by David M. Reutter
A Mississippi law that became effective on July 1, 2022, gives the state Department of Corrections (DOC) the discretion to choose the method of execution for a condemned prisoner. In addition, it added nitrogen hypoxia, electrocution, and firing squad as execution options, while declaring intravenous injection of lethal drugs as the state’s preferred method of execution.
State Rep. Nick Bain (R-Corinth) sponsored House Bill 1479. It allows the manner of inflicting the punishment of death to be determined at “the discretion of the Commissioner, the Deputy Commissioner for Finance and Administration, and the Deputy Commissioner for Institutions” of the DOC.
This is unprecedented discretion for state officials. “Three (DOC) officials make this decision without any stated guidelines other than a general preference for injection,” said Ngozi Ndulue, deputy director of the Death Penalty Information Center. “I’m not aware of another state that structures their methods of execution decisions in this way.”
Nitrogen hypoxia — suffocating a prisoner to death — is also approved for executions in Alabama and Oklahoma. Three other states allow death by firing squad: Oklahoma, South Carolina and Utah. In all of those, however, the method is the prisoner’s choice.
In addition to adding more ways to conduct an execution, the law redefined lethal injection as “the injection of a substance or substances in a lethal quantity into the body.” It thereby allows the state to use a single drug, eliminating the need for the customary three-drug combination that has been the standard nationwide. Why? The use of drugs to perform executions has been resisted by drug companies.
“In the last 10 years, pharmaceutical companies whose drugs were used for lethal injections have really expressed their unwillingness to have their drugs being used that way,” Ngozi noted. “The companies have said that they want their drug to be used for therapeutic purposes, not for executions. And because of that pharmaceutical companies have restricted the use of them in their drug distribution agreements, in contracts with states, etc.”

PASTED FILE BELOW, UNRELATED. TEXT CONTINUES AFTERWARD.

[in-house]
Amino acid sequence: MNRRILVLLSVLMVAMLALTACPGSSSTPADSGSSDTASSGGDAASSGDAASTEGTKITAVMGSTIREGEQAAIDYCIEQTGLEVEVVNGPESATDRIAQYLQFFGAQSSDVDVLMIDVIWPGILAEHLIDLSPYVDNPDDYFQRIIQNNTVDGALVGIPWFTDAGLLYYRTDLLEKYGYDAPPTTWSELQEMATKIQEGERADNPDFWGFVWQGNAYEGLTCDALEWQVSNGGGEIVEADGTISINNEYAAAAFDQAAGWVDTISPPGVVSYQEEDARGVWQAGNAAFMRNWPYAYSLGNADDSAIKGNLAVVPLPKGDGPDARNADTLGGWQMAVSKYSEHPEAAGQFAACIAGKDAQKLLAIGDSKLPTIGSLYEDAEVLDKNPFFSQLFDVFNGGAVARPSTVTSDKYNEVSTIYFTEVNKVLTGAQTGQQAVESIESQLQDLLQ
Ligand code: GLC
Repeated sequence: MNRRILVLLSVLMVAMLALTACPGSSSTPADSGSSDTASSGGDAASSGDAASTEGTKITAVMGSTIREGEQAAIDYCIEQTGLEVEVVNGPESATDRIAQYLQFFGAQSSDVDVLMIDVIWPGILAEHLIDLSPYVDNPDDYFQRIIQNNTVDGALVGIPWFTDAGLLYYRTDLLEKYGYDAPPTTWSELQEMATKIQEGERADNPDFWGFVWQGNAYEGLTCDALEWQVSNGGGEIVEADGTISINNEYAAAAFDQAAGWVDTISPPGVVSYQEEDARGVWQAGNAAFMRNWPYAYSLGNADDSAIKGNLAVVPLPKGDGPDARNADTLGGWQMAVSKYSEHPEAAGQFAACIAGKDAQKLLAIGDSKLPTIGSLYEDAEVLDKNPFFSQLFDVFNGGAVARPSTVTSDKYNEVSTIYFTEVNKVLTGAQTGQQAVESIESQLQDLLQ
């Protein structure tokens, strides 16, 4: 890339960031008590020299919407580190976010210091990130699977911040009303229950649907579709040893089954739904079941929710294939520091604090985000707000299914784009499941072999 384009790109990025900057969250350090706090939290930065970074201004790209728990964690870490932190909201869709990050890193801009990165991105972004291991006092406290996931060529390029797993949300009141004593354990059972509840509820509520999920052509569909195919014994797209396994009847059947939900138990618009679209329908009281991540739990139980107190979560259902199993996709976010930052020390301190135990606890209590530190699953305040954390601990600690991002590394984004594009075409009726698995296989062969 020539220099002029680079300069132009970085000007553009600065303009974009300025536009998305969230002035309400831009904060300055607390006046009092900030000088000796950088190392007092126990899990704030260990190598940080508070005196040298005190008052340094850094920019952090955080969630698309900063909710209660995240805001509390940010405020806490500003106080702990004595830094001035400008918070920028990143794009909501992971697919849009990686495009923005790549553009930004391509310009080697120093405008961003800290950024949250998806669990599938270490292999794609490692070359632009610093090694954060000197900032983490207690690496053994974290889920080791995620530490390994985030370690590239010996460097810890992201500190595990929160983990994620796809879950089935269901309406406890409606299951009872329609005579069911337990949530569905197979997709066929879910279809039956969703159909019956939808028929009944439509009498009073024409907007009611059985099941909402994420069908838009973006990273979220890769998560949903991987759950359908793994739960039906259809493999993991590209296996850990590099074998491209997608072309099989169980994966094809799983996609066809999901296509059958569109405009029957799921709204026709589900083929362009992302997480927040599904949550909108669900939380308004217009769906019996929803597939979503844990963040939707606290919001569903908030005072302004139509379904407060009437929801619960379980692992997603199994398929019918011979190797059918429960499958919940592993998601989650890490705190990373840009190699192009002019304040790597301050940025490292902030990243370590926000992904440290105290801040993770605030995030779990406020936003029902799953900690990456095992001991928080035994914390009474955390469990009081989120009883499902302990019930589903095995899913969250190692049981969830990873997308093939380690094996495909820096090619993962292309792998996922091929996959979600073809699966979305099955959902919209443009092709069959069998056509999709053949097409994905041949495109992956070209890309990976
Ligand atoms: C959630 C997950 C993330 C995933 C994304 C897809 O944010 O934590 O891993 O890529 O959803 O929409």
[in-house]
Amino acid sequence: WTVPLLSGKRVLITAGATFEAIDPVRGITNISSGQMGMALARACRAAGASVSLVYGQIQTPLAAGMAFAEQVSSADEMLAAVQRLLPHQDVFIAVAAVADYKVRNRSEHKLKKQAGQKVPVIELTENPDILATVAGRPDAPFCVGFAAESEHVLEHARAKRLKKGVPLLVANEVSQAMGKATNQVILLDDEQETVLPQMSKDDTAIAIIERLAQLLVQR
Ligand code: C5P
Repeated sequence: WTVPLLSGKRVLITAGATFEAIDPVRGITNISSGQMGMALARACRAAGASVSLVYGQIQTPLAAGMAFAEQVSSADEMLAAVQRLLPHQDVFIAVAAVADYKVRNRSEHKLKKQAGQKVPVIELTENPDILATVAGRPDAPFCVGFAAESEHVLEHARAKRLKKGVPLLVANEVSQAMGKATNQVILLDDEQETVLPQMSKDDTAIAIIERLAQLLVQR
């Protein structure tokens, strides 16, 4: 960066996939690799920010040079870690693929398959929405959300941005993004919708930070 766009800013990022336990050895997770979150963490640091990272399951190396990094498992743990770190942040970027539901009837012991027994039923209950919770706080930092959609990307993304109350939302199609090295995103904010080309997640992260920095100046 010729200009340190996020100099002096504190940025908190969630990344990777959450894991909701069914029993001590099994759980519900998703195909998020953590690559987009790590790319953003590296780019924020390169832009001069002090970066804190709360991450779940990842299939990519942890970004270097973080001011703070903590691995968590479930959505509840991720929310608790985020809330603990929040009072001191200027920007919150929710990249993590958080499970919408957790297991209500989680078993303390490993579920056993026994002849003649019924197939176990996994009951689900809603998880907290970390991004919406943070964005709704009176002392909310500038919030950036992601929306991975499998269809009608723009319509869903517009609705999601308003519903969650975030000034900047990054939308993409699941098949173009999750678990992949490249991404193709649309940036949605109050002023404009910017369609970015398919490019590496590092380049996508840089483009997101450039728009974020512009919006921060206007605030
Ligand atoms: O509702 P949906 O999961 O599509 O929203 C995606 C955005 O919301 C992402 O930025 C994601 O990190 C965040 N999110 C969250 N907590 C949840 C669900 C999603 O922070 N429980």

The unavailability of drugs has resulted in a de facto stay on executions in many states, requiring legislative maneuvers like Mississippi’s to get the machinery of death moving again. Under the new law, once the Mississippi Supreme Court issues a death warrant, DOC officials have seven days to notify the prisoner and his legal team of the intended method.
Mississippi is one of 27 states that practice the death penalty. Its last prisoner executed was Thomas Edwin Loden, Jr. On December 14, 2022, he was injected with midazolam, a sedative, followed by vecuronium bromide, a paralytic, and then potassium chloride, which stopped his heart. A former recruiter for the U.S. Marines, he stopped to help Leesa Marie Gray with a flat tire in 2001 and ended up sexually assaulting her for hours before he strangled and suffocated her. Her mother attended his execution, and he apologized to her before he died.
“For the past 20 years, I’ve tried to do a good deed every single day to make up for the life I took from this world,” Loden told Wanda Farris. “I know these are mere words and cannot erase the damage I did. If today brings you nothing else, I hope you get peace and closure.”
The irony of Mississippi’s enthusiasm for the death penalty is that it is staunchly “pro-life” for the unborn. But life in the Magnolia State gets progressively worse after birth: The United Health Foundation reports the state has the highest incidence of childhood poverty in the U.S., and its residents lose more years to premature death than those in any other state, thanks to high rates of disease and malnutrition.
Additional sources: Clarion-Ledger
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